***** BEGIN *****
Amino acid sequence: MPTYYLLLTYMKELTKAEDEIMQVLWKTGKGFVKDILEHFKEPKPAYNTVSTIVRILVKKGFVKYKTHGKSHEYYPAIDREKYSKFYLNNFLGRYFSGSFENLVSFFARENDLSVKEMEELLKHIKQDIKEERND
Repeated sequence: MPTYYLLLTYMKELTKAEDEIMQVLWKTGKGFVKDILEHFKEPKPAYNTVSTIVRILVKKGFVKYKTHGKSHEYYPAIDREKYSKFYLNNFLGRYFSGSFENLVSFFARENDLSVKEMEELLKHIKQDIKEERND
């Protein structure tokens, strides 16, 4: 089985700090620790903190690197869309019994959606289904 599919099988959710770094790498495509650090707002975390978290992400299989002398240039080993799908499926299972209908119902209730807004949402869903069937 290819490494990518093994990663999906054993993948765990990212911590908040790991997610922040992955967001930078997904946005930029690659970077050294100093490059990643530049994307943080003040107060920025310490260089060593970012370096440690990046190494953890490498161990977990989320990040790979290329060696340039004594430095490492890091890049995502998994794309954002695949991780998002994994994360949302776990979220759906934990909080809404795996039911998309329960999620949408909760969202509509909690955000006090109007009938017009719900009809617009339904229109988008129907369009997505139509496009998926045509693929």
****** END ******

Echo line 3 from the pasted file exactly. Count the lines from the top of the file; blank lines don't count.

């Protein structure tokens, strides 16, 4: 089985700090620790903190690197869309019994959606289904 599919099988959710770094790498495509650090707002975390978290992400299989002398240039080993799908499926299972209908119902209730807004949402869903069937 290819490494990518093994990663999906054993993948765990990212911590908040790991997610922040992955967001930078997904946005930029690659970077050294100093490059990643530049994307943080003040107060920025310490260089060593970012370096440690990046190494953890490498161990977990989320990040790979290329060696340039004594430095490492890091890049995502998994794309954002695949991780998002994994994360949302776990979220759906934990909080809404795996039911998309329960999620949408909760969202509509909690955000006090109007009938017009719900009809617009339904229109988008129907369009997505139509496009998926045509693929």